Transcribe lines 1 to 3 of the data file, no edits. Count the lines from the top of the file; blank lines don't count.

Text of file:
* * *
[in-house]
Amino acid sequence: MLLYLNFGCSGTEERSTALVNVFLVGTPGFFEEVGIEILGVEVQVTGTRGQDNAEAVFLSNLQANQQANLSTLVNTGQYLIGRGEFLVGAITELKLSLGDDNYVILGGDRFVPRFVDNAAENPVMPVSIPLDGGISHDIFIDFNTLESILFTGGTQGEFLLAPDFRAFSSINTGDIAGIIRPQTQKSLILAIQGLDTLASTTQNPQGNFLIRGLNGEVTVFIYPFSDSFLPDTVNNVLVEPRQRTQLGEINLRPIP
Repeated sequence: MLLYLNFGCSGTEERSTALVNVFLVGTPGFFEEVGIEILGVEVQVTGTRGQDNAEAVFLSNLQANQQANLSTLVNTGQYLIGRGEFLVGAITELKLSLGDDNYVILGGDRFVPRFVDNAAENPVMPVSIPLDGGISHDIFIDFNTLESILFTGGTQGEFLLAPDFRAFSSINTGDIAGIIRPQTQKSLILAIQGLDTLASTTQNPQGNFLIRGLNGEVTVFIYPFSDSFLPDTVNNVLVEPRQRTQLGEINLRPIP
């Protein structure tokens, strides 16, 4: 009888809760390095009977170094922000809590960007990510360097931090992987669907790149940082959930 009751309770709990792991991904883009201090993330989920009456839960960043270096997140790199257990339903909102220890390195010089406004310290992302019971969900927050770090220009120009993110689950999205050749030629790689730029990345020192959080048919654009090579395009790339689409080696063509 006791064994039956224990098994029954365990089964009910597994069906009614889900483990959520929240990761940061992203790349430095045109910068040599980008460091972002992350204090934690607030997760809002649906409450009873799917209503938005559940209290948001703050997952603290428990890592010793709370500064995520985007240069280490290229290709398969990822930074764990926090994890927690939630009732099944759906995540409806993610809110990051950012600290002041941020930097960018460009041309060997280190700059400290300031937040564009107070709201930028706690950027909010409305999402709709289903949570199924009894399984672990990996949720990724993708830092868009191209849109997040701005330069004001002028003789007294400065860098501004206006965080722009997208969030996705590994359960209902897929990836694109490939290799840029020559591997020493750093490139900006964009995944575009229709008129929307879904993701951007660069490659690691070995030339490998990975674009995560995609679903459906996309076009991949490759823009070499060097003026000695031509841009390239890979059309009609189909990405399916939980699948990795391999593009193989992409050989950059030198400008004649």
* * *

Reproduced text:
[in-house]
Amino acid sequence: MLLYLNFGCSGTEERSTALVNVFLVGTPGFFEEVGIEILGVEVQVTGTRGQDNAEAVFLSNLQANQQANLSTLVNTGQYLIGRGEFLVGAITELKLSLGDDNYVILGGDRFVPRFVDNAAENPVMPVSIPLDGGISHDIFIDFNTLESILFTGGTQGEFLLAPDFRAFSSINTGDIAGIIRPQTQKSLILAIQGLDTLASTTQNPQGNFLIRGLNGEVTVFIYPFSDSFLPDTVNNVLVEPRQRTQLGEINLRPIP
Repeated sequence: MLLYLNFGCSGTEERSTALVNVFLVGTPGFFEEVGIEILGVEVQVTGTRGQDNAEAVFLSNLQANQQANLSTLVNTGQYLIGRGEFLVGAITELKLSLGDDNYVILGGDRFVPRFVDNAAENPVMPVSIPLDGGISHDIFIDFNTLESILFTGGTQGEFLLAPDFRAFSSINTGDIAGIIRPQTQKSLILAIQGLDTLASTTQNPQGNFLIRGLNGEVTVFIYPFSDSFLPDTVNNVLVEPRQRTQLGEINLRPIP